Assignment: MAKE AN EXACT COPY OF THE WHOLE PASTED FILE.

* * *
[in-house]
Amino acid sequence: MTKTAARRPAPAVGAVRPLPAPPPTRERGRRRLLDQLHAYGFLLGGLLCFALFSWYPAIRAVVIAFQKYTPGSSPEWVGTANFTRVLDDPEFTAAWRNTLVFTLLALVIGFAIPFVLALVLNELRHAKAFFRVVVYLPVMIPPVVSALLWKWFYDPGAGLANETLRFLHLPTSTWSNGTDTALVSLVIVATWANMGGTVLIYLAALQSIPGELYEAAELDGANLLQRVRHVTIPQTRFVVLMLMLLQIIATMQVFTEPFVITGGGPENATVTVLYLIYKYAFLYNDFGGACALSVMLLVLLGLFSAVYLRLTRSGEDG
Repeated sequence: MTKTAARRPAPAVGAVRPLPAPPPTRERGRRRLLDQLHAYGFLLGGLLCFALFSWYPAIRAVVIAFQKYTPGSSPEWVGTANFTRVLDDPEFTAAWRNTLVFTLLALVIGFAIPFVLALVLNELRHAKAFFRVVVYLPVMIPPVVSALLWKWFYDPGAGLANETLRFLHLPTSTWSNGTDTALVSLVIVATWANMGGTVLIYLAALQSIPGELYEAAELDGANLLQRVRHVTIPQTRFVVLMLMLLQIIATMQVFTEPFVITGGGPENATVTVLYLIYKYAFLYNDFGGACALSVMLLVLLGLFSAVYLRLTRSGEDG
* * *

[in-house]
Amino acid sequence: MTKTAARRPAPAVGAVRPLPAPPPTRERGRRRLLDQLHAYGFLLGGLLCFALFSWYPAIRAVVIAFQKYTPGSSPEWVGTANFTRVLDDPEFTAAWRNTLVFTLLALVIGFAIPFVLALVLNELRHAKAFFRVVVYLPVMIPPVVSALLWKWFYDPGAGLANETLRFLHLPTSTWSNGTDTALVSLVIVATWANMGGTVLIYLAALQSIPGELYEAAELDGANLLQRVRHVTIPQTRFVVLMLMLLQIIATMQVFTEPFVITGGGPENATVTVLYLIYKYAFLYNDFGGACALSVMLLVLLGLFSAVYLRLTRSGEDG
Repeated sequence: MTKTAARRPAPAVGAVRPLPAPPPTRERGRRRLLDQLHAYGFLLGGLLCFALFSWYPAIRAVVIAFQKYTPGSSPEWVGTANFTRVLDDPEFTAAWRNTLVFTLLALVIGFAIPFVLALVLNELRHAKAFFRVVVYLPVMIPPVVSALLWKWFYDPGAGLANETLRFLHLPTSTWSNGTDTALVSLVIVATWANMGGTVLIYLAALQSIPGELYEAAELDGANLLQRVRHVTIPQTRFVVLMLMLLQIIATMQVFTEPFVITGGGPENATVTVLYLIYKYAFLYNDFGGACALSVMLLVLLGLFSAVYLRLTRSGEDG